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Subject: Communism takes over Monopoly

Written By: Philip Eno on 01/22/11 at 5:01 am

A communist version of the ultimate capitalist game - Monopoly - has been made in Poland.

Instead of buying streets, houses and hotels, players will get a list of 10 essential items like bread and loo paper and have to travel around the board joining queues to get into state-owned shops.

And instead of Chance and Community Chest, players can draw wild cards that get them sent to the front because of a Communist Party connection or see a shop closed down for "decadence."

The game - called Queue and created by the country's National Remembrance Institute - is designed to show schoolchildren what life was like under the old Soviet era.

"The game not only makes players understand shopping in Poland under communism," said the game's creator Karol Madaj.

"It also teaches them what queueing is like - something people seem to have forgotten."

Subject: Re: Communism takes over Monopoly

Written By: Foo Bar on 01/23/11 at 12:06 am

A communist version of the ultimate capitalist game - Monopoly - has been made in Poland.

Triple Irony Score.

The game we know as Monopoly got its start as The Landlord's Game, with the intent being that the players learn that the accumulation of wealth leads to an "unfair" system. 

"Children of nine or ten years and who possess average intelligence can easily understand the game and they get a good deal of hearty enjoyment out of it. They like to handle the make-believe money, deeds, etc., and the little landlords take a general delight in demanding the payment of their rent. They learn that the quickest way to accumulate wealth and gain power is to get all the land they can in the best localities and hold on to it.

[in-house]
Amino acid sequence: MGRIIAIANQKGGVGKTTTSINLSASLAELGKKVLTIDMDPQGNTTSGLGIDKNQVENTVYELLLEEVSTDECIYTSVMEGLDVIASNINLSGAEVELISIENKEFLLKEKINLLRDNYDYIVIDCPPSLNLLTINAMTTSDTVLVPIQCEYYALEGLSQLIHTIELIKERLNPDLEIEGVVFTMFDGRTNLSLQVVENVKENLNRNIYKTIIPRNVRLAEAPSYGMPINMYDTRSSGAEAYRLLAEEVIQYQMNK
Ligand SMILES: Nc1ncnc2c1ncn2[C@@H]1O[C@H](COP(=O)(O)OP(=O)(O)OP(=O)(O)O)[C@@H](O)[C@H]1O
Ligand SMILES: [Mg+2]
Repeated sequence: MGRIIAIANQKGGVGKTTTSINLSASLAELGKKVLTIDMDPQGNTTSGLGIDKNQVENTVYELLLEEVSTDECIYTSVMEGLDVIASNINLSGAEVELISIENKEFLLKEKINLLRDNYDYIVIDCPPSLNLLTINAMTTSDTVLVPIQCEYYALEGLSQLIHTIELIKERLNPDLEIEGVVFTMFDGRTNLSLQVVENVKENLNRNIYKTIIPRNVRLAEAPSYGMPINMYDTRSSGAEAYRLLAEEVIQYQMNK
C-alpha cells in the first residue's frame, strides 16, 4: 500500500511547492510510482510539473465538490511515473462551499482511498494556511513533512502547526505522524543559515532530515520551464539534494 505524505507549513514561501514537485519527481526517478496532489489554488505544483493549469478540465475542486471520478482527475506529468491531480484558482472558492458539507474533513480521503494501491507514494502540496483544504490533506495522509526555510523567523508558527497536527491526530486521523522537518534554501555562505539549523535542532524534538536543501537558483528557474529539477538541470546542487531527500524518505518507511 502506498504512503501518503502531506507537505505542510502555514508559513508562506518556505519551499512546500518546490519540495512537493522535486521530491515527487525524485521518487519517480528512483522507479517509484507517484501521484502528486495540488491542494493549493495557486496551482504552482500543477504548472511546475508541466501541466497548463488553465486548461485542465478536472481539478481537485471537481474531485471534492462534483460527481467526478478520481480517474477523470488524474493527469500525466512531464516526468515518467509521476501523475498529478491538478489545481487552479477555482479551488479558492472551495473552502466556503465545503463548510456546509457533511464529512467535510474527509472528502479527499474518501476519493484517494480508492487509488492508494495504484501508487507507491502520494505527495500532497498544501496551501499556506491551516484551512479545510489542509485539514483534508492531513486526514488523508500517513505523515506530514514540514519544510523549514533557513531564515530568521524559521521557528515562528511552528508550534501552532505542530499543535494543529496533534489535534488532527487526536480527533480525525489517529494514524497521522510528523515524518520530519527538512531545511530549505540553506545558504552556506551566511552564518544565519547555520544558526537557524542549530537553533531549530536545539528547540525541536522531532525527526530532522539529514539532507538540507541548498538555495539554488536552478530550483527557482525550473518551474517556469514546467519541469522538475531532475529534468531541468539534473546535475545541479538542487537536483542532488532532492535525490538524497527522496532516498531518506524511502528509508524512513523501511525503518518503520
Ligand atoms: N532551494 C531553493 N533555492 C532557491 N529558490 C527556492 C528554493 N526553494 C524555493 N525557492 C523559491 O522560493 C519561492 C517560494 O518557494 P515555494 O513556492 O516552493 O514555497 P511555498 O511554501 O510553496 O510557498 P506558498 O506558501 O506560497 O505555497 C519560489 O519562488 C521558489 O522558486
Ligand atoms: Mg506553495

There are those who argue that it may be a dangerous thing to teach children how they may thus get the advantage of their fellows, but let me tell you there are no fairer-minded beings in the world than our own little American children. Watch them in their play and see how quick they are, should any one of their number attempt to cheat or take undue advantage of another, to cry, 'No fair!' And who has not heard almost every little girl say, 'I won't play if you don't play fair.' Let the children once see clearly the gross injustice of our present land system and when they grow up, if they are allowed to develop naturally, the evil will soon be remedied."
  - Elizabeth Magie, inventor of Monopoly.

Well, Liz, you got the first half right.  You forgot that the first part would be so much fun every kid who ever played it would internalize the lesson that "Fair?  Fair means that if you can win by playing by the rules, the only moral consequence is that you win!  Even if you don't win, as long as everyone played by the rules, we all coulda won, and we all had fun playing."

"Business is a good game - lots of competition and a minimum of rules.  You keep score with money."
   - Nolan Bushnell, founder of Atari.

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